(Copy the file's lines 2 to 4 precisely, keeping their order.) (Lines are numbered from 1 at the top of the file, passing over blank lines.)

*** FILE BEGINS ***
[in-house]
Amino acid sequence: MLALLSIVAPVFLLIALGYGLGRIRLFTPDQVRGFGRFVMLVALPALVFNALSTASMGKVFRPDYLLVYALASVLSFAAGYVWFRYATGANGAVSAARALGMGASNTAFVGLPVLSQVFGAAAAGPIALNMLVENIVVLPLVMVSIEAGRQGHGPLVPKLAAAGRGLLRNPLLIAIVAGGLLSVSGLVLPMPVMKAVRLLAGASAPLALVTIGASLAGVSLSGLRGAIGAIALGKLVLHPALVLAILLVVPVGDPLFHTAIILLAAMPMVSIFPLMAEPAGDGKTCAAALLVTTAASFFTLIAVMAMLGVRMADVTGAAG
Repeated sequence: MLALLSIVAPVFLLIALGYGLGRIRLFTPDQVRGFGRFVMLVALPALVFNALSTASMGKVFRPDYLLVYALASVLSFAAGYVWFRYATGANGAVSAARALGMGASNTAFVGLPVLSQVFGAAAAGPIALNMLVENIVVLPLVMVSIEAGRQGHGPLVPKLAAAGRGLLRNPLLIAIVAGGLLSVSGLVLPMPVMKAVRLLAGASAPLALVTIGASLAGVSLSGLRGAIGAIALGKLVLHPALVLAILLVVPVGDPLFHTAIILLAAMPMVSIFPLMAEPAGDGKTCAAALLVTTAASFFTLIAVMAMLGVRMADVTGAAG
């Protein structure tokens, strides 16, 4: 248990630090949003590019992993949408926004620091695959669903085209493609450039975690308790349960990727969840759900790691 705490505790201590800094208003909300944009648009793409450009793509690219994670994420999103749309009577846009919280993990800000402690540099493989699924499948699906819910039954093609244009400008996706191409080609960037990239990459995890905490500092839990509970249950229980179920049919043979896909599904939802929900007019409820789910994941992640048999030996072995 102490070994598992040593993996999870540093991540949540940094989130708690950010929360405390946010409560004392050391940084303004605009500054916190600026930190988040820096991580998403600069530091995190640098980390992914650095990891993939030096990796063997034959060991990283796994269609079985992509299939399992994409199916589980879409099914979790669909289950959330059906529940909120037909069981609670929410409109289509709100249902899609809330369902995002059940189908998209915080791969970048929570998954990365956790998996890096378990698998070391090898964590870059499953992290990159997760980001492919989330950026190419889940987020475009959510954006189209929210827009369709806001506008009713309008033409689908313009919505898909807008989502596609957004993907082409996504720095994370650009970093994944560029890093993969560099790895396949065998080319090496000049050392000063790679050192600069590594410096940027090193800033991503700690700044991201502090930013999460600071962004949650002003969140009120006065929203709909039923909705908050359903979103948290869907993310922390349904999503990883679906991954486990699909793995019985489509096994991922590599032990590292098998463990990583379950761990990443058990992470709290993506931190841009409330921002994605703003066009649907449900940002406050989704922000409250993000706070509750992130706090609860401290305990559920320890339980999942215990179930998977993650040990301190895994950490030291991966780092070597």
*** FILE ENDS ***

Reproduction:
Amino acid sequence: MLALLSIVAPVFLLIALGYGLGRIRLFTPDQVRGFGRFVMLVALPALVFNALSTASMGKVFRPDYLLVYALASVLSFAAGYVWFRYATGANGAVSAARALGMGASNTAFVGLPVLSQVFGAAAAGPIALNMLVENIVVLPLVMVSIEAGRQGHGPLVPKLAAAGRGLLRNPLLIAIVAGGLLSVSGLVLPMPVMKAVRLLAGASAPLALVTIGASLAGVSLSGLRGAIGAIALGKLVLHPALVLAILLVVPVGDPLFHTAIILLAAMPMVSIFPLMAEPAGDGKTCAAALLVTTAASFFTLIAVMAMLGVRMADVTGAAG
Repeated sequence: MLALLSIVAPVFLLIALGYGLGRIRLFTPDQVRGFGRFVMLVALPALVFNALSTASMGKVFRPDYLLVYALASVLSFAAGYVWFRYATGANGAVSAARALGMGASNTAFVGLPVLSQVFGAAAAGPIALNMLVENIVVLPLVMVSIEAGRQGHGPLVPKLAAAGRGLLRNPLLIAIVAGGLLSVSGLVLPMPVMKAVRLLAGASAPLALVTIGASLAGVSLSGLRGAIGAIALGKLVLHPALVLAILLVVPVGDPLFHTAIILLAAMPMVSIFPLMAEPAGDGKTCAAALLVTTAASFFTLIAVMAMLGVRMADVTGAAG
């Protein structure tokens, strides 16, 4: 248990630090949003590019992993949408926004620091695959669903085209493609450039975690308790349960990727969840759900790691 705490505790201590800094208003909300944009648009793409450009793509690219994670994420999103749309009577846009919280993990800000402690540099493989699924499948699906819910039954093609244009400008996706191409080609960037990239990459995890905490500092839990509970249950229980179920049919043979896909599904939802929900007019409820789910994941992640048999030996072995 102490070994598992040593993996999870540093991540949540940094989130708690950010929360405390946010409560004392050391940084303004605009500054916190600026930190988040820096991580998403600069530091995190640098980390992914650095990891993939030096990796063997034959060991990283796994269609079985992509299939399992994409199916589980879409099914979790669909289950959330059906529940909120037909069981609670929410409109289509709100249902899609809330369902995002059940189908998209915080791969970048929570998954990365956790998996890096378990698998070391090898964590870059499953992290990159997760980001492919989330950026190419889940987020475009959510954006189209929210827009369709806001506008009713309008033409689908313009919505898909807008989502596609957004993907082409996504720095994370650009970093994944560029890093993969560099790895396949065998080319090496000049050392000063790679050192600069590594410096940027090193800033991503700690700044991201502090930013999460600071962004949650002003969140009120006065929203709909039923909705908050359903979103948290869907993310922390349904999503990883679906991954486990699909793995019985489509096994991922590599032990590292098998463990990583379950761990990443058990992470709290993506931190841009409330921002994605703003066009649907449900940002406050989704922000409250993000706070509750992130706090609860401290305990559920320890339980999942215990179930998977993650040990301190895994950490030291991966780092070597």